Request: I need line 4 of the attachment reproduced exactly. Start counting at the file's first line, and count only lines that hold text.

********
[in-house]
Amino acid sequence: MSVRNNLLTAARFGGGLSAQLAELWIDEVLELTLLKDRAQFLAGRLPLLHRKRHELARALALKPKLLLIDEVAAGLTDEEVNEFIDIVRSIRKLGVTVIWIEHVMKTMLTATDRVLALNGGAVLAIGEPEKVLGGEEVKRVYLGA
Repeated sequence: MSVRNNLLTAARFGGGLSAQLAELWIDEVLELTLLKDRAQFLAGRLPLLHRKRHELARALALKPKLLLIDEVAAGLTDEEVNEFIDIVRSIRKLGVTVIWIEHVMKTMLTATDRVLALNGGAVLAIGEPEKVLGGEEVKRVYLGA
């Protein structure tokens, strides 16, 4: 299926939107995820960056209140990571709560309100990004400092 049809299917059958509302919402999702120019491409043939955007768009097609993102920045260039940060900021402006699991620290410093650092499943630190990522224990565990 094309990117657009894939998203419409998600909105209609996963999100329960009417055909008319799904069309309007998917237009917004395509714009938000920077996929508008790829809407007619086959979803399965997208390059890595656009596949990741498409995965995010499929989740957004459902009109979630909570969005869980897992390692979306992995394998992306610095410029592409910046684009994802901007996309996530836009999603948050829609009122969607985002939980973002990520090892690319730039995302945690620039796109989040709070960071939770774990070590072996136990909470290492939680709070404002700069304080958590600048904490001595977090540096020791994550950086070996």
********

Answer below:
């Protein structure tokens, strides 16, 4: 299926939107995820960056209140990571709560309100990004400092 049809299917059958509302919402999702120019491409043939955007768009097609993102920045260039940060900021402006699991620290410093650092499943630190990522224990565990 094309990117657009894939998203419409998600909105209609996963999100329960009417055909008319799904069309309007998917237009917004395509714009938000920077996929508008790829809407007619086959979803399965997208390059890595656009596949990741498409995965995010499929989740957004459902009109979630909570969005869980897992390692979306992995394998992306610095410029592409910046684009994802901007996309996530836009999603948050829609009122969607985002939980973002990520090892690319730039995302945690620039796109989040709070960071939770774990070590072996136990909470290492939680709070404002700069304080958590600048904490001595977090540096020791994550950086070996």